The following is a guest post by Kevin Turner, a former teacher and basketball coach.
“We are what we repeatedly do. Excellence, then, is not an act, but a habit.”
College is a place to improve your skills, grow as a person, mature into an adult, and train for a career. It’s also a place to get distracted, party, stay up late, and create or strengthen already unhealthy eating and exercise habits. I was a good student, I graduated. I even got a Master’s degree, but there was much about life I didn’t learn in college that cost me 10 years of good health. Hopefully, I can convince you current college students to learn from my mistakes.
College is the first place most people are free to make their own decisions. I didn’t understand how critical this was to my future success. Maybe I’m the exception (doubtful, as I’ve seen from the examples of my friends and co-workers), but most college age kids are well . . . stupid. I know that sounds harsh, but it’s true. They say, “youth is wasted on the young.” At the critical age of 18-22, you are creating habits and making decisions that will impact the rest of your life. I was way too flippant about this.
I remember when I decided to be a teacher that the main factor was it only took a year to get a masters degree. This was a terrible reason to choose a profession and it affected the next decade of my life. But, that is for another post. However, the concept is the same. The habits that I established during this age (even though unintentionally established) impacted my next decade.
Now this is not to say that I set out to create horrible habits and eat my way to over 300 pounds. But, the fact that I paid little to no attention to my health habits is what got me in trouble. My general strategy for eating had always been, if I wanted to eat it and it tasted good, I ate it. That is how most Americans eat. Even when they try to eat healthy, they have a salad and douse it in ranch dressing. Also, I went to college in an age before information was so easily available about eating Primally (like this website). I followed conventional wisdom and didn’t understand how harmful grains were to my system, and how they halted any attempts I made to lose weight.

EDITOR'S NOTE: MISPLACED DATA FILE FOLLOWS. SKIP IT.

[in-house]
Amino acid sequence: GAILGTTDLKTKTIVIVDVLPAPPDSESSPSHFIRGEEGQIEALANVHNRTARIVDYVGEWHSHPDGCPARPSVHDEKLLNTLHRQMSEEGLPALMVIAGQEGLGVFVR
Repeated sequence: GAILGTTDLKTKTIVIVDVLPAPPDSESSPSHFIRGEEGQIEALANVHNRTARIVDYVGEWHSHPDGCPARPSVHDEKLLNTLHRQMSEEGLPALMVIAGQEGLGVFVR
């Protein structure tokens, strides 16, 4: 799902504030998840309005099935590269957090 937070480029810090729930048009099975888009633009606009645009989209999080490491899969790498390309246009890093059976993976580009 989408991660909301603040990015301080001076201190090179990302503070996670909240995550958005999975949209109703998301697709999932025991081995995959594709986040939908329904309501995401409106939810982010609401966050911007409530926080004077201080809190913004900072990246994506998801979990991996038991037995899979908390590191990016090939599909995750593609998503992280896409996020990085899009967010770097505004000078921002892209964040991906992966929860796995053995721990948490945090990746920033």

Fortunately, guys like Max and Josh are sounding the Primal horn and letting people know that they have been taught bad information by the government and the schools about health and nutrition.
Throughout my college career, I felt like I was attending Grains University. The crazy thing is that almost every college kid is attending the same “place.” Because grains are a cheap source of food to make people feel full, most kids will stay at Grains U. When you’re a freshman, eating at the various cafeterias on campus, you are going to get some kind of grain with every meal (pastas, breaded chicken, mashed potatoes and fries, etc.). If you go to a larger university, you have the added luxury of having fast food places right on campus (Panda Express and McDonald’s for example). Again, loaded with grains and vegetable oils. And, everywhere you eat usually has unlimited amount of soda available to drink. All of this leads to massive weight gain. Plus, I haven’t even mentioned the alcohol. Most college kids, if they decide to party, drink excessive amounts of beer (made up of mostly grains). There is no wonder the “freshman fifteen” has become so commonplace. Just the unlimited soda alone is enough to cause that massive weight-gain. And then, you move out on your own and start “cooking” for yourself, which is often times even worse. Top Ramen, macaroni and cheese, and hot dogs are common staples in the college diet.
Besides the dietary pitfalls of college, there are also the environmental and social distractions that can cause one to establish some unhealthy habits as well. College kids stay up late and, whenever possible, sleep in late. College kids procrastinate and then disregard sleep to finish important assignments all while drinking Red Bull and stressing out. Irregular sleep patterns and too much stress mess with your hormones and cortisol levels, which can also contribute to weight-gain.